While this summer’s superheroes of the silver screen fly, grow giant and shoot lasers, the ones on parade in the anthology WHO CAN SAVE US NOW?: BRAND-NEW SUPERHEROES AND THEIR AMAZING (SHORT) STORIES sport less conventional powers. Like the power to divert televangelism donations to the truly needy. And to always remember a name. Or to never pee or poop.
Eccentricity is the name of the game in this collection, edited by Owen King and John McNally. The 22 tales within aren’t your standard adventures, but more grounded in literary settings and riddled with angst and humor, rather than battles and bravery.
Stephanie Harrell gets it going with “Girl Reporter,” a Lois Lane-esque journalist’s account of embarking on a sexual relationship with a dimwitted Superman-like do-gooder who always refers to himself in the third person. Graham Joyce’s “The Oversoul” is about an outsider teen who’d like to have sex, especially with that MILF he spies on from his cliffside perch. Perhaps he’ll get his chance when he faces a potentially fatal situation involving her kids.
Richard Dooling’s “Roe #5” is a sci-fi-ish story in which a son a woman aborted decades ago shows up at her door. Yes, you read correctly. Journalist profiles superhero in Tom Bissell’s “My Interview with the Avenger,” a semi-parody of the ESQUIRE style.
One of my favorites was “The Pentecostal Home for Flying Children,” in which Will Clarke examines the aftereffects of a promiscuous costumed crimefighter and a town full of easily seduced Baptist women. The result is a slew of snotty kids who can fly and wreak havoc on their neighbors’ privacy and well-being. It takes a rather dark, disturbing turn.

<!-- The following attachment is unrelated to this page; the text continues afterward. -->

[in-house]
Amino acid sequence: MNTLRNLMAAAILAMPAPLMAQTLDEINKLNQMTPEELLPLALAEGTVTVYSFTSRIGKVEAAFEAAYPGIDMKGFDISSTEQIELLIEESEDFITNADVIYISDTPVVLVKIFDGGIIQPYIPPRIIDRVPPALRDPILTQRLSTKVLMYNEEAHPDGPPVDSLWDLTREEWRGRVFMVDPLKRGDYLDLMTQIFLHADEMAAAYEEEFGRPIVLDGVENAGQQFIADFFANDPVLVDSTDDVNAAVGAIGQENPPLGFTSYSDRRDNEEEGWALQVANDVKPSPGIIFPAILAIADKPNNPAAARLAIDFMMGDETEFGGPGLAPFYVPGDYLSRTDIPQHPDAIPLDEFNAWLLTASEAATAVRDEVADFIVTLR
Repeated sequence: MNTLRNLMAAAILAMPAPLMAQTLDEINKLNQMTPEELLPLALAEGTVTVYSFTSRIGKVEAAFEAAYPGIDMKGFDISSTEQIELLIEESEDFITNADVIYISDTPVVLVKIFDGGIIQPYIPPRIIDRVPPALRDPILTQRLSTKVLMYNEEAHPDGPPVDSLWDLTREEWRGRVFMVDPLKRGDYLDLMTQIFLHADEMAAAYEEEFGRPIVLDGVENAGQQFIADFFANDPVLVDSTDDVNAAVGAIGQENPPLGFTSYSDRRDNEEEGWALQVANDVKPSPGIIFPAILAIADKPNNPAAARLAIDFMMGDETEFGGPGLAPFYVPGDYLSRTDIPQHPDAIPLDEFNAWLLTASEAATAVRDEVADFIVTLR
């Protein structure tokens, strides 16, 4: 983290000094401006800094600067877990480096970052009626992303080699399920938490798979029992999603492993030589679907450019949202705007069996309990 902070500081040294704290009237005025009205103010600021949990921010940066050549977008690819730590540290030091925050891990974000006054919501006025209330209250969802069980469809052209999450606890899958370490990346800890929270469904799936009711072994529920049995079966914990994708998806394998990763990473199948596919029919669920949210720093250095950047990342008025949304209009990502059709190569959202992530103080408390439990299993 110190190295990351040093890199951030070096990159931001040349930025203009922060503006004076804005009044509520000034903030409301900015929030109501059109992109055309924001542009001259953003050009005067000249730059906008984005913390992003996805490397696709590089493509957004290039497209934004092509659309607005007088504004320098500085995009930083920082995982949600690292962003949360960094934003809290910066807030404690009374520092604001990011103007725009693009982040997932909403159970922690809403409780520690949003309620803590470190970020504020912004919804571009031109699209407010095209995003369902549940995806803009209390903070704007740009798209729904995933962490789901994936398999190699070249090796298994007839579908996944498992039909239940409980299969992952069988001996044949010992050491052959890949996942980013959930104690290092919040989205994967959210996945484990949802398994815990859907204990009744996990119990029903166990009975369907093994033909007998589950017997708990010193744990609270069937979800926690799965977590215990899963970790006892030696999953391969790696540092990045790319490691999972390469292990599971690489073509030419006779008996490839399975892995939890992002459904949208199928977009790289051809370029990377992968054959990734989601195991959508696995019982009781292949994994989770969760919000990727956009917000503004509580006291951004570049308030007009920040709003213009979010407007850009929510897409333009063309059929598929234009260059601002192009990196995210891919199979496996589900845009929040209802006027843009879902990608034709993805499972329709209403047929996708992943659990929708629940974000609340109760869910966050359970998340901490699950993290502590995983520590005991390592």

Another highlight is the heartbreaking “The Horses Are Loose” by Cary Holladay. Its little-girl protagonist is born with the knowledge that she has the power to fly, but can only use this power once. She’s saving it for a grand plan that she hopes will save her single, clinically depressed mother from a lifetime of misery. If it doesn’t move you even a little, read it again.
Some pieces are straight humor, like the Sea Monkeys-oriented “The Snipper,” from Noria Jablonski, and Sam Weller’s “The Quick Stop 5®,” in which a chemical accidental transforms a quintet of convenience-store employees into mutants with the powers of beef jerky, a Slushee, condoms and the like. It’s one of the better stories in the entire volume, marred only by an over-reliance on pot humor.
The editors themselves don’t take things seriously. McNally offers “Remains of the Night,” about a guy who dons a silverfish outfit, told from the perspective of his long-suffering butler, while King — the son of Stephen King that’s not Joe Hill — tackles “The Meerkat,” about the problems of the title anthropomorphic creature. It’s amusing in an oddball way — Russian robot included — but too long.
With Jim Shepard, Sean Doolittle and the unlikely Jennifer Weiner among the other contributors, WHO CAN SAVE US NOW? could use a little more levity than it already has, as the quality is wildly uneven. For every great piece, there’s one that sinks, but it’s worth reading just for its unorthodox modus operandi.
A project like this wouldn’t be complete without some illustrations, and they’re provided by the talented Chris Burnham. It’s just too bad that several of them fall into the book’s gutters, defeating the purpose. —Rod Lott